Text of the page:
South Jordan City will likely not be asking voters to decide whether to split from Jordan school district this November. The five-member council has decided instead to join an agreement with the Jordan School Board.
The West Jordan City Council decided last night it will not look into separating from the Jordan School District. But some members of the council, including the mayor say without investigating all the options, West Jordan residents could end up paying higher taxes.
The $495 million Jordan School District Bond failed to get the support of voters in Tuesday’s election. District officials say lower-than-expected voter turnout and misinformation killed it.
The latest tallies show only about 32 percent of voters favored the bond. The growing district is calling for eight new elementary schools, two middle schools and one high school. Steven Dunham is a spokesperson for the Jordan School District.
Next Tuesday, voters in Jordan School District will choose to support or deny one of the largest bond measures in Utah history. Critics say it’s too much too soon. But a spokeswoman for the school district says the measure is nearly too little, too late.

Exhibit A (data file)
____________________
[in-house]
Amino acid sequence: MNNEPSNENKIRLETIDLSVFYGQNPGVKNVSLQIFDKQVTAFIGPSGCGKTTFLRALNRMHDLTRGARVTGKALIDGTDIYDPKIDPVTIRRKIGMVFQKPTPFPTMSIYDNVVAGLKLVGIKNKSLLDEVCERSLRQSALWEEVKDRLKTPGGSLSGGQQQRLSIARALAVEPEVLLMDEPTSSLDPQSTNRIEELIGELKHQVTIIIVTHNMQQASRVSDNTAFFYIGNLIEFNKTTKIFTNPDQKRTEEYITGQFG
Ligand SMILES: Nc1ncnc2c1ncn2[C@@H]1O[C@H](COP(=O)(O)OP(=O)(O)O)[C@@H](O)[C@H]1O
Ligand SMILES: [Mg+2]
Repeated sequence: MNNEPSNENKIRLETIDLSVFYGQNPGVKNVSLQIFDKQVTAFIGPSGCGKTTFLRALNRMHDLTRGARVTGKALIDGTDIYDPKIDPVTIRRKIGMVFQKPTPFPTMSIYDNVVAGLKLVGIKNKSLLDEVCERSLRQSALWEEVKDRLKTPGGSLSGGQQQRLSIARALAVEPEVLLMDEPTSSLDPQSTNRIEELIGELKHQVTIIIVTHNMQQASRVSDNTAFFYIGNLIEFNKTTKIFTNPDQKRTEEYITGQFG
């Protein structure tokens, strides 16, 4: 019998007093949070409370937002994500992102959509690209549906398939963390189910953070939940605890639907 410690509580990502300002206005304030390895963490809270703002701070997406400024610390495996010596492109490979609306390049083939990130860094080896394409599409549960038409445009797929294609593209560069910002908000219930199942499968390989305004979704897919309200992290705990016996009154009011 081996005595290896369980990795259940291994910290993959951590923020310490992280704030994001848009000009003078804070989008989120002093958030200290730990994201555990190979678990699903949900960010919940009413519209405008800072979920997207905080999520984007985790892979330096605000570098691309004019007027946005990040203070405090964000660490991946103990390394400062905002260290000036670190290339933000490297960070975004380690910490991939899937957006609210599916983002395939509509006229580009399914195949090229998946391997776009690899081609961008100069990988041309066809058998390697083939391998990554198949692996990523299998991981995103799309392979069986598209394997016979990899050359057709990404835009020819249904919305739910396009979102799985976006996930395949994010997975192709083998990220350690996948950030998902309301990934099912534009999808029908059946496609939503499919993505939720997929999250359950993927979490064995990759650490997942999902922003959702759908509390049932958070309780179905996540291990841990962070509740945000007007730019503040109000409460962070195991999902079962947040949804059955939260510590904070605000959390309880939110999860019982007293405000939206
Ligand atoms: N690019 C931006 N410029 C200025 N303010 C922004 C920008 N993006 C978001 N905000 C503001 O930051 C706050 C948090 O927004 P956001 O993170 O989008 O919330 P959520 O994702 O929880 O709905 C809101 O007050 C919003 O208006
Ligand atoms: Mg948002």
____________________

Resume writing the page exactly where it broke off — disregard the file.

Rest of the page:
Earlier this week, mayors in South Jordan, Riverton and Bluffdale published an op-ed in the Salt Lake Tribune condemning the size of the $495 million bond. And the Utah Taxpayers Association accused the district of refusing to commit to lower-cost construction.
Jordan School District is bursting at the seams. Schools there are growing at the rate of nearly two elementary schools a year. They’re growing so fast, that the Jordan School Board voted unanimously Tuesday for a bond measure that will make way for the construction of 11 new schools.